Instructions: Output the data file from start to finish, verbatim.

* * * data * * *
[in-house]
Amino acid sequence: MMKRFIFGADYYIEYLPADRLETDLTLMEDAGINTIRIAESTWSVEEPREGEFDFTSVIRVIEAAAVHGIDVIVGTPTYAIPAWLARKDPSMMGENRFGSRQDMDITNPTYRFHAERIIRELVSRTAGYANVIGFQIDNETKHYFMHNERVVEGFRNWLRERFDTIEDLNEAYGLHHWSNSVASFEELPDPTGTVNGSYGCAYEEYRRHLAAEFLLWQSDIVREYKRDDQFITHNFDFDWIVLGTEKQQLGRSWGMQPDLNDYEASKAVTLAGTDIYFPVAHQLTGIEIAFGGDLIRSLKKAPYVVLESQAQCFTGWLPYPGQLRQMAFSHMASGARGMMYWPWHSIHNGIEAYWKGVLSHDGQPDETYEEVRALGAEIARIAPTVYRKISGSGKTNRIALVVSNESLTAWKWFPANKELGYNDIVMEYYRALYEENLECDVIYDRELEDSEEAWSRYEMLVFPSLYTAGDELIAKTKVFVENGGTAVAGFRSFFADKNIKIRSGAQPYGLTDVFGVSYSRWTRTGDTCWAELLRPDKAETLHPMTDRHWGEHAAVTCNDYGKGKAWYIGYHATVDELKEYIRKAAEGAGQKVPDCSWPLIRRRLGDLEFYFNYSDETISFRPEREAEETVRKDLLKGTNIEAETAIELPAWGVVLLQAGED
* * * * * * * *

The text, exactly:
[in-house]
Amino acid sequence: MMKRFIFGADYYIEYLPADRLETDLTLMEDAGINTIRIAESTWSVEEPREGEFDFTSVIRVIEAAAVHGIDVIVGTPTYAIPAWLARKDPSMMGENRFGSRQDMDITNPTYRFHAERIIRELVSRTAGYANVIGFQIDNETKHYFMHNERVVEGFRNWLRERFDTIEDLNEAYGLHHWSNSVASFEELPDPTGTVNGSYGCAYEEYRRHLAAEFLLWQSDIVREYKRDDQFITHNFDFDWIVLGTEKQQLGRSWGMQPDLNDYEASKAVTLAGTDIYFPVAHQLTGIEIAFGGDLIRSLKKAPYVVLESQAQCFTGWLPYPGQLRQMAFSHMASGARGMMYWPWHSIHNGIEAYWKGVLSHDGQPDETYEEVRALGAEIARIAPTVYRKISGSGKTNRIALVVSNESLTAWKWFPANKELGYNDIVMEYYRALYEENLECDVIYDRELEDSEEAWSRYEMLVFPSLYTAGDELIAKTKVFVENGGTAVAGFRSFFADKNIKIRSGAQPYGLTDVFGVSYSRWTRTGDTCWAELLRPDKAETLHPMTDRHWGEHAAVTCNDYGKGKAWYIGYHATVDELKEYIRKAAEGAGQKVPDCSWPLIRRRLGDLEFYFNYSDETISFRPEREAEETVRKDLLKGTNIEAETAIELPAWGVVLLQAGED